I decided to leverage the terminology to improve my pitch. I spent many hours in front of a mirror (reminiscing of my days as an intern on my first month of inpatient medical wards at Walter Reed) practicing my 30 second patient presentation.
There were lots of errors and redos but no one to feel uncomfortable in front of, like the piercing look of an angry attending on rounds. Now I feel comfortable meeting potential patients or folks that randomly walk into my clinic asking, “are you taking new patients and do you take my insurance?” I know how to quickly shape the conversation and steer the discussion towards the benefits that my model creates compared to the current healthcare system.
I encourage you to spend the time to trim your DPC pitch to TikTok-esque attention spans.
5. Jump Off The Cliff
My last tip involves a concept of fully committing to the idea of creating a direct primary care (DPC) practice. The typical DPC roadmap goes something like this:
- DPC is a possible option.
- Let me think about it.
- I want to talk to family and colleagues about doing DPC.
- Let me research DPC more.
- Am I really sure this is the right thing to do?
- What if it doesn’t work out?
- I thoroughly hate my job. I am doing DPC or farming or something else, and I know my spouse would never support the farming idea, so let’s do DPC.
- Jump off the cliff and fully commit to DPC.
I found jumping off the cliff to be a good analogy to fully committing to direct primary care and creating my own practice.
I mean, who goes into solo practice anymore?
Who would give up a $100,000 signing bonus? Who would choose primary care? These and thousands of other similar questions ran through my mind for months and months. I was working to complete a fellowship application and had the entire application completed except for several letters of recommendation. It was not easy to call my mentor and tell them about my change of plans and to stop writing my letter of recommendation. This conversation was awkward, but I felt so invigorated afterwards, I had fully committed to my plan.
I withdrew my fellowship application, I signed my official request to resign active duty service, and then proceeded to opt out of Medicare. There was great relief after fully committing to this plan, followed several weeks later by extreme anxiety and doubt.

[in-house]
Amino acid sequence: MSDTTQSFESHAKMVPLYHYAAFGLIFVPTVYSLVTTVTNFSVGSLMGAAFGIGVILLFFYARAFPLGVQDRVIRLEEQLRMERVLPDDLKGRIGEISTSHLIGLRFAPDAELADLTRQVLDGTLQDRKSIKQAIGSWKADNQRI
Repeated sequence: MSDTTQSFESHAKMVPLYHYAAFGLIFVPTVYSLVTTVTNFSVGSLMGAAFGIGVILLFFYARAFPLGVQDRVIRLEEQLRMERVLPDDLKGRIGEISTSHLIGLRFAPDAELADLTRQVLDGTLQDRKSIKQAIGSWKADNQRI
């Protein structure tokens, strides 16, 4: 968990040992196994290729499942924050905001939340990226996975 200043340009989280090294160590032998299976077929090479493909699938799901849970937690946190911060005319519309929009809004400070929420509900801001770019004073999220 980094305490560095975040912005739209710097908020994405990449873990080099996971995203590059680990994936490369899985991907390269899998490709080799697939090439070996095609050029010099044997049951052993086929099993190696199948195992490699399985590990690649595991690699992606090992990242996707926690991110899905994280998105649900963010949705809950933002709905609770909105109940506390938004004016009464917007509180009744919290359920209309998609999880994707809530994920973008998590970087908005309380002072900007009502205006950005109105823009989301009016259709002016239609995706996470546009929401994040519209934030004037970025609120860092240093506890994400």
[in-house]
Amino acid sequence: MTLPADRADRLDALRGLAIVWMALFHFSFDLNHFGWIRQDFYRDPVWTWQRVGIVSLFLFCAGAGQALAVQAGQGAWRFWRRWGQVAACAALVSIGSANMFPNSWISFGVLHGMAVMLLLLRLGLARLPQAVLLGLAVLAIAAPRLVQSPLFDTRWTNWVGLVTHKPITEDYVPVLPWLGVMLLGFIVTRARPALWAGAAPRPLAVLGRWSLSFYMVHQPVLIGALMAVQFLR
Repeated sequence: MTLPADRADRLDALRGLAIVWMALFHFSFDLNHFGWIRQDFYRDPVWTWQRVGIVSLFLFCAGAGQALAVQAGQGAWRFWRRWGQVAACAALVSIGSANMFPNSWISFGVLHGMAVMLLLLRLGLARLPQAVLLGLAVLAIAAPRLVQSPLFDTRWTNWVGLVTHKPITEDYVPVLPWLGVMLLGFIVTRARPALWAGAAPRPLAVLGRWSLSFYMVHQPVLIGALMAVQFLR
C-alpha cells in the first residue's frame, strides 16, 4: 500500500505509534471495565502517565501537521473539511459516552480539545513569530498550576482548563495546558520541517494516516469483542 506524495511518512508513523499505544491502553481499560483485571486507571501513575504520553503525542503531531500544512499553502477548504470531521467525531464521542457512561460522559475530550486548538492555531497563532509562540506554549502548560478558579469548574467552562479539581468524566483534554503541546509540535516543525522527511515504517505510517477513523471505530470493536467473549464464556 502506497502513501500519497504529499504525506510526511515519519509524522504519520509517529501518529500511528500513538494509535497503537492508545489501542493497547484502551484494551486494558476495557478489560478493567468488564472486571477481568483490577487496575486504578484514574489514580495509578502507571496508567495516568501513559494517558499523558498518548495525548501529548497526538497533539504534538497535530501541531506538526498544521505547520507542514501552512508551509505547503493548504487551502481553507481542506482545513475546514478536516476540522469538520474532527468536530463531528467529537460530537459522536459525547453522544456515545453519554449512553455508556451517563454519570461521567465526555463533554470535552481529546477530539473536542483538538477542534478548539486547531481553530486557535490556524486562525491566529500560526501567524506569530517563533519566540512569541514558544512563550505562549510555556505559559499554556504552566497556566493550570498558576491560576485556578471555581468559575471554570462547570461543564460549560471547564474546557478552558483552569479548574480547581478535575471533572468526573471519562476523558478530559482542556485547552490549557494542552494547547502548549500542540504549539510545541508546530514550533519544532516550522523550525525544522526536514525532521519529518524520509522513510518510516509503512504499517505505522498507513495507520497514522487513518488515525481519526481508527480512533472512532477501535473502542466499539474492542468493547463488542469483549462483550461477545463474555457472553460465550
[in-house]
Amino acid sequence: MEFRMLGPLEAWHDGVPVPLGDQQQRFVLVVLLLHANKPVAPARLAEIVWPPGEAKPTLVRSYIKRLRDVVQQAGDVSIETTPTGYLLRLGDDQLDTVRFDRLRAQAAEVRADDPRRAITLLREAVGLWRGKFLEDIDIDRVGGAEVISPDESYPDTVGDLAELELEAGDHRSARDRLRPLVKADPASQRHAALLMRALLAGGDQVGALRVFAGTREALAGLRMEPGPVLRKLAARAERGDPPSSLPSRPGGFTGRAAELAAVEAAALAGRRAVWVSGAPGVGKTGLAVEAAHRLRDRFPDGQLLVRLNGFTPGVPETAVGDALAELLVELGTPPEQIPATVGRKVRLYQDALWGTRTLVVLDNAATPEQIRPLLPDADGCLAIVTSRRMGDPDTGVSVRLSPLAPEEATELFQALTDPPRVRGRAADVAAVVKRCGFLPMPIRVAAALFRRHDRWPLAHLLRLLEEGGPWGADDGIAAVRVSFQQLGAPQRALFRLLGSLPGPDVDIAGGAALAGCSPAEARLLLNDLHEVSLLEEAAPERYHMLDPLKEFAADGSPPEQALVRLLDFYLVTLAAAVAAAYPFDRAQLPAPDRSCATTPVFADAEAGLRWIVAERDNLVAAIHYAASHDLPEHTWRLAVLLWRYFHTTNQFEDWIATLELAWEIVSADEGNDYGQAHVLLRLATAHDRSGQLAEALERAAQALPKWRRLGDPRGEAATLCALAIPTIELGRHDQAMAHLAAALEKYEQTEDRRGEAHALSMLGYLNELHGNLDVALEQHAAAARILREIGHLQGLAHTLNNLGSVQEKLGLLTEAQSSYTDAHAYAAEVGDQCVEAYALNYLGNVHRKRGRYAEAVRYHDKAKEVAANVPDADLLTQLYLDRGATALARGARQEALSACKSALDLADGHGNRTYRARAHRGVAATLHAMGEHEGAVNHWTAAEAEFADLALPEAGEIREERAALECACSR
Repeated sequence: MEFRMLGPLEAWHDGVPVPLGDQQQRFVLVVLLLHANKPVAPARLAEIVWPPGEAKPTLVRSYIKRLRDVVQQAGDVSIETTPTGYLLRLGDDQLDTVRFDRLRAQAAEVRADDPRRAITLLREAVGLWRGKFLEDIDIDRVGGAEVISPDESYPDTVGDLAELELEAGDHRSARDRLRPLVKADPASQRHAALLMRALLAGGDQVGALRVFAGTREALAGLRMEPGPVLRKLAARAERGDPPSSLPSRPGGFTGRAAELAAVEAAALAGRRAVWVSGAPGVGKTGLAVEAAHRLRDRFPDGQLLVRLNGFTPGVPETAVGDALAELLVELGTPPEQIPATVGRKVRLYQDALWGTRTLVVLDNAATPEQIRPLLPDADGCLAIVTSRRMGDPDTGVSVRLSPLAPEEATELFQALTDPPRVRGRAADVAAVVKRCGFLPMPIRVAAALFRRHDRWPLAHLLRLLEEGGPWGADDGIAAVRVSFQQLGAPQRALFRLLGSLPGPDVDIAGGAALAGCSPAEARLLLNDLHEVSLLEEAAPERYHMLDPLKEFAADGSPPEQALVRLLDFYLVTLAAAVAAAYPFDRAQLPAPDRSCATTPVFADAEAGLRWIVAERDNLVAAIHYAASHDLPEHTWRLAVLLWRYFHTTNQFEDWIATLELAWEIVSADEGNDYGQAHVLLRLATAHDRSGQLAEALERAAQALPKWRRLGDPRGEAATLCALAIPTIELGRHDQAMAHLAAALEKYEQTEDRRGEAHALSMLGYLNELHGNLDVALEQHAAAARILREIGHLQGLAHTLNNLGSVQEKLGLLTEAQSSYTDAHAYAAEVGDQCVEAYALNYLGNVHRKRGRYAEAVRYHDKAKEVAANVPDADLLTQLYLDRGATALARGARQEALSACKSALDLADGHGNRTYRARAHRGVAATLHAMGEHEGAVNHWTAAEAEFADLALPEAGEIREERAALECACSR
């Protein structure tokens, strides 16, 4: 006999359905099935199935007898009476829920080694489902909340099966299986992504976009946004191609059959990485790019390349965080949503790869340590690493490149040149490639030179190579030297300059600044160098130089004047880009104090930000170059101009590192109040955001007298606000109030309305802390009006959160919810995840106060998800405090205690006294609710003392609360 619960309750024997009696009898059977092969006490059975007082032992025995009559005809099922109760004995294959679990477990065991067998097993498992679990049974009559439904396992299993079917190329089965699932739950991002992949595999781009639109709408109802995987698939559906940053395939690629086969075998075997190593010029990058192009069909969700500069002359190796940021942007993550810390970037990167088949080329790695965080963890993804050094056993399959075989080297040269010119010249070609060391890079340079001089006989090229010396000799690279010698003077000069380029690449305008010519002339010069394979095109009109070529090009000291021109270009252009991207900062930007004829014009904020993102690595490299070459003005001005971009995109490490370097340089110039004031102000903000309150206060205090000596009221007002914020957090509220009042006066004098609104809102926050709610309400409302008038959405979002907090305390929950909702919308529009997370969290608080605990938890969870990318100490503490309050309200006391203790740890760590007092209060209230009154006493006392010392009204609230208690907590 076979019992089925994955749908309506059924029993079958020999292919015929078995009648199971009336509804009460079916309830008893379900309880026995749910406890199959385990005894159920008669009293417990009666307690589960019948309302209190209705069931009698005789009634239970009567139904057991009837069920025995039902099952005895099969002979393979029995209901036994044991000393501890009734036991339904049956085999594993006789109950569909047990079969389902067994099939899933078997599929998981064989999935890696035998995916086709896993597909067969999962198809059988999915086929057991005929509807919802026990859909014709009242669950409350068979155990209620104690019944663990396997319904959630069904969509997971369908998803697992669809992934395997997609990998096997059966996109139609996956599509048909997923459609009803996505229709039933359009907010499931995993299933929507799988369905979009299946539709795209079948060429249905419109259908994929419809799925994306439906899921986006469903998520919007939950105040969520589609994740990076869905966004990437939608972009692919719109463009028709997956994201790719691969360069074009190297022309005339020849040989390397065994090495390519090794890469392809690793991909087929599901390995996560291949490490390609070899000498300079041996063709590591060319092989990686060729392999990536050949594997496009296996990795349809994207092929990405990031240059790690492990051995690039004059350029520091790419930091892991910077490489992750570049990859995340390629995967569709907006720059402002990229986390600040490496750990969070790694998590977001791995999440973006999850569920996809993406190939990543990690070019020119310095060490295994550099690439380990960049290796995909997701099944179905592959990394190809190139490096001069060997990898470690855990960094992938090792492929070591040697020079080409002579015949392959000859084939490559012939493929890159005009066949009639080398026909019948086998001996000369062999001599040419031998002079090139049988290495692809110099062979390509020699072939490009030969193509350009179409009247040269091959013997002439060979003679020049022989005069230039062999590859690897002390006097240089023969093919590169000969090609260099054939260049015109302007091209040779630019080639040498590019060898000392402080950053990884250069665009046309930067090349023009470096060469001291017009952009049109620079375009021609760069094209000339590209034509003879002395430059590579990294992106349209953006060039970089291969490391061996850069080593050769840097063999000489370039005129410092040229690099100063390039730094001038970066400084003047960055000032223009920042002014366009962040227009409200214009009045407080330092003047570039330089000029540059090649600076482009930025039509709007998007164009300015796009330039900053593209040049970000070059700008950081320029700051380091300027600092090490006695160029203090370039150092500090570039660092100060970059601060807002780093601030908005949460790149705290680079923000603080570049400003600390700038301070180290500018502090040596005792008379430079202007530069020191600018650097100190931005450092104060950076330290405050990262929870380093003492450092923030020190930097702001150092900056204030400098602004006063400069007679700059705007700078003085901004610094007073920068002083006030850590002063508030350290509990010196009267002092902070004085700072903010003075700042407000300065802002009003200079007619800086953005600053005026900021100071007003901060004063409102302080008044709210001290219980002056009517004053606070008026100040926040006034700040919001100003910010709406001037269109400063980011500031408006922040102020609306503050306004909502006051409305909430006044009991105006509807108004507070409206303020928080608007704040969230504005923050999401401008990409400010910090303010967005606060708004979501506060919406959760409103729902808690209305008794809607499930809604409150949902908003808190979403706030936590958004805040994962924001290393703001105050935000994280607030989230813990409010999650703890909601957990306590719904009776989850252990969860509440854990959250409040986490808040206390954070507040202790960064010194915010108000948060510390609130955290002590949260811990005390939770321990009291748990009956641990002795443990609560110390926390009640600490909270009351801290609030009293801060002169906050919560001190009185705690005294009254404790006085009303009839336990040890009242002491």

I found when I fully committed to doing direct primary care, I became fully invested and fully focused. I spent all of my free time thinking about my business plan, designing my clinic, thinking about clinic workflows, identifying target markets, and working on building my brand.
Still, I worried and stressed about many workflow issues prior to the official clinic launch. Hundreds of these questions went through my head on a daily basis. As I look back, I realized that my first attempt did not have to be my best attempt. The process is iterative and will improve as the clinic grows over time.
I recommend jumping off the cliff and fully committing to DPC. The fear of failure and the drive to succeed will propel you to success.
Starting Fourth Tree Health has been my favorite adventure since finishing medical school. I was thoroughly burnt out, depressed, and frustrated with our current healthcare system and needed a change.
In the system, I knew I could not practice medicine the way I wanted. Instead, I was trapped documenting in a medical record system, writing a note nobody would read, and clicking the boxes to make someone else money. Direct primary care gave me back my autonomy and reminded me of why I went into medicine in the first place. For the first time as an attending physician, I feel content. I am so glad I took a chance to explore the direct primary care model and hopefully these 5 tips will help you too.
- Podcast Episode 20 – Can You Have a Successful Direct Primary Care Practice and See Only 5 Patients Per Day? with Dr. Paul Thomas
- 3 Critical Website Elements That Will Help You Get More Traffic
- 5 Big Mistakes Physicians Make with Social Media
- How to Find the Right Team Members to Make Your Business Boom
Meet Dr. Daniel Hodge
Dr. Daniel Hodge, MD founded Fourth Tree Health in 2019 with a vision to change the delivery of primary care. He is excited to bring this clinic model to his hometown, a model that is free of restrictions from insurance regulation and bureaucracy. As a central PA native, Dr. Dan grew up in Camp Hill, PA, attending Cedar Cliff High School before going on to play basketball at Lebanon Valley College where he received a bachelor’s of science in biochemistry & molecular biology.
After college, Dr. Hodge received his medical doctorate from Eastern Virginia Medical School on a health professions scholarship from the United States Navy and trained at the military’s flagship hospital, Walter Reed National Military Medical Center, commonly referred to as “The President’s Hospital.” He was stationed at Naval Medical Center Camp Lejeune and achieved the rank of Lieutenant Commander, before moving back to Central PA. Dr. Hodge also works as an obesity specialist for a leading national tele-based primary care service. He holds dual board certification in internal medicine from the American Board of Internal Medicine (ABIM) and obesity medicine from the American Board of Obesity Medicine (ABOM)
Connect to Dr. Dan Hodge at